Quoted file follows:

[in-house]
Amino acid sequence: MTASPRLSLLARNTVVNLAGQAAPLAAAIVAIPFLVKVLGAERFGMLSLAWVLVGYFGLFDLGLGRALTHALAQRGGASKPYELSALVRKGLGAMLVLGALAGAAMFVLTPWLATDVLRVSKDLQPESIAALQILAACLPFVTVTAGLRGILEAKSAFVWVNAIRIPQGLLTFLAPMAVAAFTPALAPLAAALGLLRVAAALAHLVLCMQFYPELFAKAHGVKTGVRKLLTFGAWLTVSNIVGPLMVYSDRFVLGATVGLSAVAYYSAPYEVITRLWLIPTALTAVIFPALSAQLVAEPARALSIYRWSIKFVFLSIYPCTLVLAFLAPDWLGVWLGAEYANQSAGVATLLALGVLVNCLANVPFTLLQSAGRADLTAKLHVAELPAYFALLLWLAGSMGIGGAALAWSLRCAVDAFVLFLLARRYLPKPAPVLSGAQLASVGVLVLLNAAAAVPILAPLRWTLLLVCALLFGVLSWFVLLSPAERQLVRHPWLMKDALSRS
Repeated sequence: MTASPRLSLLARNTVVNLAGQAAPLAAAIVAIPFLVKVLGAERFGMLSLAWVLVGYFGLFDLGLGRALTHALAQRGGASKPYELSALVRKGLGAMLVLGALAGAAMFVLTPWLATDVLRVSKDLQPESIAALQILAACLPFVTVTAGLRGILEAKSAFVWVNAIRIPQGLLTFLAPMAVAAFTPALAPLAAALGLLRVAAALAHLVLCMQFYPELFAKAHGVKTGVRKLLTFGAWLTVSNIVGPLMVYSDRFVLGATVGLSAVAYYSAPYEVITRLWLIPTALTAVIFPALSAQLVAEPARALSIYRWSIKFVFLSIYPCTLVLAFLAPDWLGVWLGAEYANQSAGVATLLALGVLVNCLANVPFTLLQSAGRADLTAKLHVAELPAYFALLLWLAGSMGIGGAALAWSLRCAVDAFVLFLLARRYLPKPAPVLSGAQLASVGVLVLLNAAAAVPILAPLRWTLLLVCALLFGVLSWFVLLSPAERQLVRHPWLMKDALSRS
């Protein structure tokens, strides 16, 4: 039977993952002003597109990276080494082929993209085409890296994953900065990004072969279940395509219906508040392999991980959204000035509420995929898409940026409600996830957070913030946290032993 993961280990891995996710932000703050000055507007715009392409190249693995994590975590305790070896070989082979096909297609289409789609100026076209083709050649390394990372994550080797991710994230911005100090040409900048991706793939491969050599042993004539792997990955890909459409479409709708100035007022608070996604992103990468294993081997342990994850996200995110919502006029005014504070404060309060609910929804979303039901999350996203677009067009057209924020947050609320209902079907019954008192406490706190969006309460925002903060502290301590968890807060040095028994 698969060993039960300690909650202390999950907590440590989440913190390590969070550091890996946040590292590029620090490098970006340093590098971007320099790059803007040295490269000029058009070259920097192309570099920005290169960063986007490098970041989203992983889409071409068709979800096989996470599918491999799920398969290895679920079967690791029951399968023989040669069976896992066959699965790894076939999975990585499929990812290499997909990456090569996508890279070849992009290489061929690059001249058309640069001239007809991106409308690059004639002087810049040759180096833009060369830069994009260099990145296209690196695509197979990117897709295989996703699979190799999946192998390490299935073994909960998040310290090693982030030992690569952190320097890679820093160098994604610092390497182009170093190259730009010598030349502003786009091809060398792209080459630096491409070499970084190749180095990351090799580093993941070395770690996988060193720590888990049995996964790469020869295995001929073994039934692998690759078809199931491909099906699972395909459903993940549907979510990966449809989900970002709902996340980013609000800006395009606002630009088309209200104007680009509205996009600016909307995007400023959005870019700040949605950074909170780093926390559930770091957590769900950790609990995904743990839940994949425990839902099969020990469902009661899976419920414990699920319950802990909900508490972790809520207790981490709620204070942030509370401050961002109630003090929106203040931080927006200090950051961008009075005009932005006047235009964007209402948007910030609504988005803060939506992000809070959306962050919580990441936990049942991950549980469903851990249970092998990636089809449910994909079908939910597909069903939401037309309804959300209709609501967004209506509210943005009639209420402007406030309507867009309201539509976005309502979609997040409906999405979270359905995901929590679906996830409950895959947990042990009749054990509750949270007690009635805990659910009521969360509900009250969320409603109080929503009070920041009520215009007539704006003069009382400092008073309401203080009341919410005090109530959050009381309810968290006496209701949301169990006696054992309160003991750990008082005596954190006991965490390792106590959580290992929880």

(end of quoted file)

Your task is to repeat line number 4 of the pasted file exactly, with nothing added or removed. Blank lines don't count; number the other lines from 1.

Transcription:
């Protein structure tokens, strides 16, 4: 039977993952002003597109990276080494082929993209085409890296994953900065990004072969279940395509219906508040392999991980959204000035509420995929898409940026409600996830957070913030946290032993 993961280990891995996710932000703050000055507007715009392409190249693995994590975590305790070896070989082979096909297609289409789609100026076209083709050649390394990372994550080797991710994230911005100090040409900048991706793939491969050599042993004539792997990955890909459409479409709708100035007022608070996604992103990468294993081997342990994850996200995110919502006029005014504070404060309060609910929804979303039901999350996203677009067009057209924020947050609320209902079907019954008192406490706190969006309460925002903060502290301590968890807060040095028994 698969060993039960300690909650202390999950907590440590989440913190390590969070550091890996946040590292590029620090490098970006340093590098971007320099790059803007040295490269000029058009070259920097192309570099920005290169960063986007490098970041989203992983889409071409068709979800096989996470599918491999799920398969290895679920079967690791029951399968023989040669069976896992066959699965790894076939999975990585499929990812290499997909990456090569996508890279070849992009290489061929690059001249058309640069001239007809991106409308690059004639002087810049040759180096833009060369830069994009260099990145296209690196695509197979990117897709295989996703699979190799999946192998390490299935073994909960998040310290090693982030030992690569952190320097890679820093160098994604610092390497182009170093190259730009010598030349502003786009091809060398792209080459630096491409070499970084190749180095990351090799580093993941070395770690996988060193720590888990049995996964790469020869295995001929073994039934692998690759078809199931491909099906699972395909459903993940549907979510990966449809989900970002709902996340980013609000800006395009606002630009088309209200104007680009509205996009600016909307995007400023959005870019700040949605950074909170780093926390559930770091957590769900950790609990995904743990839940994949425990839902099969020990469902009661899976419920414990699920319950802990909900508490972790809520207790981490709620204070942030509370401050961002109630003090929106203040931080927006200090950051961008009075005009932005006047235009964007209402948007910030609504988005803060939506992000809070959306962050919580990441936990049942991950549980469903851990249970092998990636089809449910994909079908939910597909069903939401037309309804959300209709609501967004209506509210943005009639209420402007406030309507867009309201539509976005309502979609997040409906999405979270359905995901929590679906996830409950895959947990042990009749054990509750949270007690009635805990659910009521969360509900009250969320409603109080929503009070920041009520215009007539704006003069009382400092008073309401203080009341919410005090109530959050009381309810968290006496209701949301169990006696054992309160003991750990008082005596954190006991965490390792106590959580290992929880």